“We know from biological, medical research that interrupted sleep is clearly not restful, it’s poor quality sleep. It doesn’t have the restorative benefits that we need to help support the top functioning in other realms,” says study researcher Sarah Burgard, PhD, an associate professor of epidemiology and sociology at the University of Michigan School of Public Health in Ann Arbor.
Women in their 20s and 30s, the prime childbearing years, appeared to be most affected by this sleep disparity between the sexes, a time when many women are trying to advance in their professions.
“The time when many women are having their children is actually a very important career building period, right?” Burgard asks.
“So let’s say you have primary responsibility for getting up with the kids at night and you’re doing it for several years if you have more than one child. That’s coming at a time when you need to be ‘on’ at work all day. That’s when the promotions are happening, when some really important salary building stuff is happening. That’s going to affect your salary trajectory for the rest of your life,” she says.
Understanding Why Women Are More Likely to Get Up at Night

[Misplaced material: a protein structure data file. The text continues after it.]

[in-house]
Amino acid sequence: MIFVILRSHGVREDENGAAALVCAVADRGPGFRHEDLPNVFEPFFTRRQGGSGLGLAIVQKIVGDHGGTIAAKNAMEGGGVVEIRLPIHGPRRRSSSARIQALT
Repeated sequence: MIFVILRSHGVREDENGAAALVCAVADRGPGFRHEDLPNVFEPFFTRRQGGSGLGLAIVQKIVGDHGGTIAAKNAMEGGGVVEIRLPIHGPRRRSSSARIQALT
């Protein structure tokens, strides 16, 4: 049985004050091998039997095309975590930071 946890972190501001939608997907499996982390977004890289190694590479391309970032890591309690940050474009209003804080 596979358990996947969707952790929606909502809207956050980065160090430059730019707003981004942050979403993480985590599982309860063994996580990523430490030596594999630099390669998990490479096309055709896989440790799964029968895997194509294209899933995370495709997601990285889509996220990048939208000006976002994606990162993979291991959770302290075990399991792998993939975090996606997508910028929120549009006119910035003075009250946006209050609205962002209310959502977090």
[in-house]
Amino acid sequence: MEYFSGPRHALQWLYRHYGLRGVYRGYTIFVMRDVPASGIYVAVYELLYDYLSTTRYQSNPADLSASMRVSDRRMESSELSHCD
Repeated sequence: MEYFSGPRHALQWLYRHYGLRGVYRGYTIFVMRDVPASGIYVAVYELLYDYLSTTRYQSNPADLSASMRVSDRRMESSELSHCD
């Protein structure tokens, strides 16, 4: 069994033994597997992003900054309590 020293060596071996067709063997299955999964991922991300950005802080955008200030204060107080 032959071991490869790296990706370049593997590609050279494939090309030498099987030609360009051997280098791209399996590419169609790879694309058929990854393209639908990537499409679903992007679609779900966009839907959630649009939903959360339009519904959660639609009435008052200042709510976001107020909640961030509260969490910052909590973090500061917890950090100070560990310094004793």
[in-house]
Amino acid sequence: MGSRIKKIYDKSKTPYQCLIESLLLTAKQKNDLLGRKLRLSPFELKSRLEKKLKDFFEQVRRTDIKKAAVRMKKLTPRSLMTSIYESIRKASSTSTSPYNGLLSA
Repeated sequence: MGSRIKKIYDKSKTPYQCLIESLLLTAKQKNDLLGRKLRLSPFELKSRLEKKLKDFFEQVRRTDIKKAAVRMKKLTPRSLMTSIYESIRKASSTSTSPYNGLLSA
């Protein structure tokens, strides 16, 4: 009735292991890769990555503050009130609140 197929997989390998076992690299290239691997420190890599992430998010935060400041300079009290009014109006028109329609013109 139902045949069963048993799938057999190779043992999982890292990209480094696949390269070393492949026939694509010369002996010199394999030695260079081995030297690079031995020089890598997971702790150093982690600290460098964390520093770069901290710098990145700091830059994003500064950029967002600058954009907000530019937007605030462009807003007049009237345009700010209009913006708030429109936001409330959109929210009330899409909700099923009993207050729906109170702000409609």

So what’s to explain why women are more likely to be the nighttime caregivers in their households than men?
Part of the explanation may be biological. Women who are breastfeeding, for example, may be the only ones who can feed children in the middle of the night.
And a 2007 brain imaging study found that people reacted differently to a child’s cries depending on their sex and whether or not they were parents, leading scientists to wonder if men just don’t hear nighttime cries as quickly as women do.
And Burgard thinks some children may learn to prefer their mother’s attention at night, and in that way, make the choice for weary parents.
Some women may also take particular pride in claiming the role of primary caregivers in their homes, exhausting as that may be.